Most observations seem to hang in this quiet workplace environment yet emerge screaming into existence by cartoonist David Rees, who began filing several panels a day on his website, beginning October 9, 2001. As he continues, the cartoon conversation shifts around (talk about God shifts from reverent to obscene) while mentions of Afghanistan, terrorism, the Patriot Act ("isn't there a way to beef it up?" says a woman who gets on the phone), Missile Defense Shields, Iraq's concealment infrastructure and sudden exclamations ("OH MY GOD!!! I just remembered! Saddam gassed his own people!!!") become increasingly surreal. Each panel gets closer to the present until we find ourselves reading reactions to yesterday's destruction of the statue of Saddam Hussein with its rusty head rolling around ("that footage is awesome!") and whether human rights organizations should step in or if "Doctors Without Borders would let kids ride around on a f-in' decapitated rusty statue head without a helmet." The whole crazy piece of art is called "Get Your War On," and if you're wondering what to do before tomorrow's episode you can always buy a copy of the book (as far as it got) from that blessed Soft Skull Press or cough up some dough to buy "Get Your War On" merchandise (t-shirts, caps, prints). But as a living work - half cartoon, half addiction - this gorgeousthing was born on the Internet and destined (one hopes) to stay there.
Dear Holt Uncensored:
Well, it's nice to see that the canard about peace protesters' being "on Saddam's side" is alive and well. I was at that 25,000-person (reported size) protest in Boston and it was strange -- I didn't see a single sign saying "Let Saddam Alone, He's Not So Bad." Peace protesters are people of conscience -- of course we don't support Saddam Hussein. What we object to, among other things, is the hypocrisy of a government that didn't mention "liberating" the Iraqi people until (as was recently pointed out in the Boston Phoenix) the other reasons the administration had put forth for going to war did not prove effective enough marketing tools.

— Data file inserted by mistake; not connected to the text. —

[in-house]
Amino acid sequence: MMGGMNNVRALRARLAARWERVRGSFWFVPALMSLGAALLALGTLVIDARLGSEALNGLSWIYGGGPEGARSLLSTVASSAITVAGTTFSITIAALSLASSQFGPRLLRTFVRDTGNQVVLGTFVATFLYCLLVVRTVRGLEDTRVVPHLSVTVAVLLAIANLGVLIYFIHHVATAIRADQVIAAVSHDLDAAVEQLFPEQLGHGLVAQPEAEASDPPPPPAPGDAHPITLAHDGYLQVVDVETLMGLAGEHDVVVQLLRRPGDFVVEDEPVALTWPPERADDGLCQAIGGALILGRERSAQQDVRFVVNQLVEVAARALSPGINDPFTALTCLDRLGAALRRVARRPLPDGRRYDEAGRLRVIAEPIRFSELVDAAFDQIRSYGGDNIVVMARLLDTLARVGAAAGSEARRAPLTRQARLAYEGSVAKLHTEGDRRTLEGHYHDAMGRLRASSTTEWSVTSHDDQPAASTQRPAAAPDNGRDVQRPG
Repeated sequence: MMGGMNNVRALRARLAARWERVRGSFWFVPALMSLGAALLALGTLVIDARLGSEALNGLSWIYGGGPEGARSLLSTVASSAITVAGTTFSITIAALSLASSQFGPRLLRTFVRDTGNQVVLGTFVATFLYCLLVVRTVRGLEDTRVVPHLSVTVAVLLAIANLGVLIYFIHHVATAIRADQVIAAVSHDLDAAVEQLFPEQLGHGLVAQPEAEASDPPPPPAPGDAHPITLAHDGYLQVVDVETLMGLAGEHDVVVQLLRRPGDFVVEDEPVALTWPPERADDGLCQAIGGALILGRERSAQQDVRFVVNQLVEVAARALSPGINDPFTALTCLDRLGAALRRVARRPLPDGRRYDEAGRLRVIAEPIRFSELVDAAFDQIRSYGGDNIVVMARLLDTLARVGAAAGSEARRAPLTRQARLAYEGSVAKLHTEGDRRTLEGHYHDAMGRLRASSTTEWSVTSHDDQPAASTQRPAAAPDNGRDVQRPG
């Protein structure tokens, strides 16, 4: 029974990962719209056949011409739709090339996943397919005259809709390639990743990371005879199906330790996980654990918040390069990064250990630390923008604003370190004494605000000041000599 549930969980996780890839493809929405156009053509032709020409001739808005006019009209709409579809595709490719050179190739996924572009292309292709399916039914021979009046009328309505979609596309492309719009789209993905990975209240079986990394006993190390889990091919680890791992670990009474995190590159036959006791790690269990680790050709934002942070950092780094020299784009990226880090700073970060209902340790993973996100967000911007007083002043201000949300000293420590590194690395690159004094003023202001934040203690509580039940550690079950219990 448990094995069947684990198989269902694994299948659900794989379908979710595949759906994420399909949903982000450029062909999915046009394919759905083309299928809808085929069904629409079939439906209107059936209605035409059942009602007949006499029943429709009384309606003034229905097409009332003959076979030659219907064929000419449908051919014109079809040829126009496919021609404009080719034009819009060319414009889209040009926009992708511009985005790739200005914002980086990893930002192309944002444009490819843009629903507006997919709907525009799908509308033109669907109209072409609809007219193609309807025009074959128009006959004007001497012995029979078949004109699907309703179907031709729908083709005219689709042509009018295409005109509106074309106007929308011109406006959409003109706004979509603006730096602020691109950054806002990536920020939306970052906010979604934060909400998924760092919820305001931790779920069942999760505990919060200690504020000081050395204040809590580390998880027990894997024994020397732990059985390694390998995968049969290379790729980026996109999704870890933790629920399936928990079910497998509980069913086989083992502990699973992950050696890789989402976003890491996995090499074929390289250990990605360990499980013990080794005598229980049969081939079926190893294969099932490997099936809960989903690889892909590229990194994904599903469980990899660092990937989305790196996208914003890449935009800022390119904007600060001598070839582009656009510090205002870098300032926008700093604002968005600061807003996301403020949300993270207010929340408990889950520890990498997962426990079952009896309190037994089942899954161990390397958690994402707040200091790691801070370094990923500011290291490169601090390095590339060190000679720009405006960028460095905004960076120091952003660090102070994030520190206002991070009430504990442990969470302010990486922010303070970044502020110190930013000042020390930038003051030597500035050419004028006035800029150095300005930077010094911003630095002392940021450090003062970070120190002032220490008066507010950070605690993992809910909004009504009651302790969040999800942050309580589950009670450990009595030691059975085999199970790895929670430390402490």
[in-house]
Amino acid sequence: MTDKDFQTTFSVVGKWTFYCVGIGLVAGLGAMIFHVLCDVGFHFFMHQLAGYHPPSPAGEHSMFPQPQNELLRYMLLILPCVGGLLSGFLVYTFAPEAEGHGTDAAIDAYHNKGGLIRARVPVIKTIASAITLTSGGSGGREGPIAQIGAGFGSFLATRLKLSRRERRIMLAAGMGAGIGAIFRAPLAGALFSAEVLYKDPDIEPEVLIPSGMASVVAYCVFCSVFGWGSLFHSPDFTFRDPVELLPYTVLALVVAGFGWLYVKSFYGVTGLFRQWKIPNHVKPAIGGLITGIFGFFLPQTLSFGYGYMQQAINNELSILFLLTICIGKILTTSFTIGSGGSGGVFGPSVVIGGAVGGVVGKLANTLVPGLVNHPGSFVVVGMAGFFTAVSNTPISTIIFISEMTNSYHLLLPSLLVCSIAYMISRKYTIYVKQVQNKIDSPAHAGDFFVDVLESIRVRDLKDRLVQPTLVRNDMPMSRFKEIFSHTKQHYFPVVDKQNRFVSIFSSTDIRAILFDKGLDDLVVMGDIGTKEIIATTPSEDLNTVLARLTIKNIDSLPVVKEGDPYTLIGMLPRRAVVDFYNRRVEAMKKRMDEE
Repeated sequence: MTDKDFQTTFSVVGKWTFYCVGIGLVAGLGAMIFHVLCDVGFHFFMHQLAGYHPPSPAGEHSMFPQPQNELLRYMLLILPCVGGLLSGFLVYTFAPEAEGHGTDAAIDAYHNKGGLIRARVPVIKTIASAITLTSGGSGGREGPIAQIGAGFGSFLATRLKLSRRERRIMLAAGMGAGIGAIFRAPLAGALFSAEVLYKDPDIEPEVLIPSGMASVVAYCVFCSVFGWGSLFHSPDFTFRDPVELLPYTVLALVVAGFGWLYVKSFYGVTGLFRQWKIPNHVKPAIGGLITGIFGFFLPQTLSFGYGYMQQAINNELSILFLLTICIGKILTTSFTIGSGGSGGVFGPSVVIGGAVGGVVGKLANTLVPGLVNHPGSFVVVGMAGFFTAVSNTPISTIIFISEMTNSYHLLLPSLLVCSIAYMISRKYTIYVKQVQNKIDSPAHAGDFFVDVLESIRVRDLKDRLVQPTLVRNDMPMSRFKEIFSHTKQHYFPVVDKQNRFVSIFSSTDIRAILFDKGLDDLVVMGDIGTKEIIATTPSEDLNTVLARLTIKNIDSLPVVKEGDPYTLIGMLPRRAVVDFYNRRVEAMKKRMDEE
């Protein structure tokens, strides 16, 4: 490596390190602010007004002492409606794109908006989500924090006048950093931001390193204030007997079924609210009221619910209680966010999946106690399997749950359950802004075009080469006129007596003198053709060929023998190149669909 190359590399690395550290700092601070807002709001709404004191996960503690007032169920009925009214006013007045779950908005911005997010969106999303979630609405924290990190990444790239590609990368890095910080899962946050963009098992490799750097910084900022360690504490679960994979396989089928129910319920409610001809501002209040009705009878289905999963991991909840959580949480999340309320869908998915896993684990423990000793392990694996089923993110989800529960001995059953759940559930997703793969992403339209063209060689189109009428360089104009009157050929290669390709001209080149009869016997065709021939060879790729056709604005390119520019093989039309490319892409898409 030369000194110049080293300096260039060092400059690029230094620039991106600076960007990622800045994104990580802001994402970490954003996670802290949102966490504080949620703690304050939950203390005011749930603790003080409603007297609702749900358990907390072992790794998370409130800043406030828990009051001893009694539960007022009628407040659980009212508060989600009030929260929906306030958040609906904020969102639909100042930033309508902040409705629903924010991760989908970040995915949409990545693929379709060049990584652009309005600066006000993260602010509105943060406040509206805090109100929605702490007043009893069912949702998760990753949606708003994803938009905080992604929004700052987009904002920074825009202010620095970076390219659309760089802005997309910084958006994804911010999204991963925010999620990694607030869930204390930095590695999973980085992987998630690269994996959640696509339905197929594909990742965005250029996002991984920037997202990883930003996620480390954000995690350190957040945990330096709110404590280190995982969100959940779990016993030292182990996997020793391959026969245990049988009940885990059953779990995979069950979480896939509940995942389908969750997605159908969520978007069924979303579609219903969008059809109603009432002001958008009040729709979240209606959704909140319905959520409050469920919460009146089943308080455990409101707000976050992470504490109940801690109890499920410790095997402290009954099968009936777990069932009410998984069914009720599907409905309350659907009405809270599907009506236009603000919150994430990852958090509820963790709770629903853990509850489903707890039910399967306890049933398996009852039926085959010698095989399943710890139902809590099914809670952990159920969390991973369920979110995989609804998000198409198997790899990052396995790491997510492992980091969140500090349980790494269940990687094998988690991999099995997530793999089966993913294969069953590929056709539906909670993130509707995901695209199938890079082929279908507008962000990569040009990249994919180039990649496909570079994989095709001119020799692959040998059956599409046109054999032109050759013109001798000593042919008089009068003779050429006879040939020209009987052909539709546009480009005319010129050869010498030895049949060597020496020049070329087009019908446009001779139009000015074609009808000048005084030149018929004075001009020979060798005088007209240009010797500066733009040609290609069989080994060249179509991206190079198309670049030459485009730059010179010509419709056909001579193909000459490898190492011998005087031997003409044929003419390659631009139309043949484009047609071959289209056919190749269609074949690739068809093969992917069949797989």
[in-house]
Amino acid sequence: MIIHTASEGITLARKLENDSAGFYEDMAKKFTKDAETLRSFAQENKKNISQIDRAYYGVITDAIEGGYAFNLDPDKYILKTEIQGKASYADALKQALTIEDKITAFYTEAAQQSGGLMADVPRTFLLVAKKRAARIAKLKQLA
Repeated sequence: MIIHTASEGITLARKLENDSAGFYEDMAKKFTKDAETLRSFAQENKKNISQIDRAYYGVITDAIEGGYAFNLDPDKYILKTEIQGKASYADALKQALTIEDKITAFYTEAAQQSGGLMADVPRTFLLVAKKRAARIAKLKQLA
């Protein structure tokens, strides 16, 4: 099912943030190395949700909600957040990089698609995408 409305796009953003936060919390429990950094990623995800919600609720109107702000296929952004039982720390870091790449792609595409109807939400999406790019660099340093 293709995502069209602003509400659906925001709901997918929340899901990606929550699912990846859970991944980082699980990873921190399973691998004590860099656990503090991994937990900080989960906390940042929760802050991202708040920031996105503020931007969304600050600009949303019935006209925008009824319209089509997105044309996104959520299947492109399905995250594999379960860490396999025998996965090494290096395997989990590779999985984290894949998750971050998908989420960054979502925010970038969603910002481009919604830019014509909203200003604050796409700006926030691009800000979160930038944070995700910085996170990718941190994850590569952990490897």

There are atrocities being committed by regimes all over the world, but nobody in the government has suggested that we invade Zimbabwe. I also don't recall any of them having apologized for our supporting Saddam in the first place.
Dear Holt Uncensored:
One begins to feel a bit crazy, seeing all this propaganda, and being repeatedly told that it's "disloyal to our troops" to question whether this war (or its coverage) makes sense. The USA seems to be in a dysfunctional Fascist phase right now -- let's hope it's only a phase.
Tina B. Tessina, LMFT, PhD
Dear Holt Uncensored:
RE #363: Anyone who questions Saddam Hussein's character is either ignorant or has far more grace than I do. There is no question that Saddam is a monstrous dictator, but what he is NOT is unique. What are the REAL reasons we're attacking Iraq? Saddam is in the company of many other despotic men who lead countries. There is another reason we're in Iraq, and it has nothing to do with liberating its people. Why are we really there? THAT is what the American people need to know.
Dear Holt Uncensored:
Re your column about the shabby, disrespectful mainstream media reporting on the Iraqi war. I hadn't realized that #43 (as Maureen Dowd calls him; Dad is #41) had scripted press conferences. This is pathetic. (Growing up, I remember JFK's witty, lively press conferences.) What is truly pathetic is that most Americans don't seem to care that we have "an illiterate and illegitimate president" (in the poet W.S. Merwin's words). Nor do Americans seem to care about the influence of "patriotism" and censorship is having on art (music, writing, etc.).
About your refernence to Michael Moore: I was glad that Moore won an Oscar for Best Documentary and I'm glad he spoke out against the administration and the war. (I'm glad he left his baseball caps home, too.) People speaking out for peace, for an alternative to war, get almost no space in the mainstream media, so Moore might as well use his 45-seconds-of-fame while he's got it! (I've found his web site to be humorous and intelligent, too.)
By the way, I attended a peace rally in Eugene a few weeks ago and got into a conversation with a woman who was part of a group who supported the war. She is a conservative, has a son in the military and another son who had been in the Peace Corps. I was curious as to her viewpoint, and it seems to me that what bothers her and other conservatives is that liberals "hate" the U.S. We're so quick to point out what is wrong, seem to take pleasure in criticizing Bush, etc....Perhaps this stems in part from overexposure to a bland media, so that anyone who uses his or her powers of critical thinking is perceived to be complaining and skeptical.
Holt Uncensored provides this forum for the free and uncensored exchange of thoughts and ideas from writers of all callings. The opinions expressed here are not necessarily those of Pat Holt or the Northern California Independent Booksellers Association.
"Holt Uncensored" is an online column by Pat Holt
To subscribe, send a blank email to:
To unsubscribe, send a blank email to: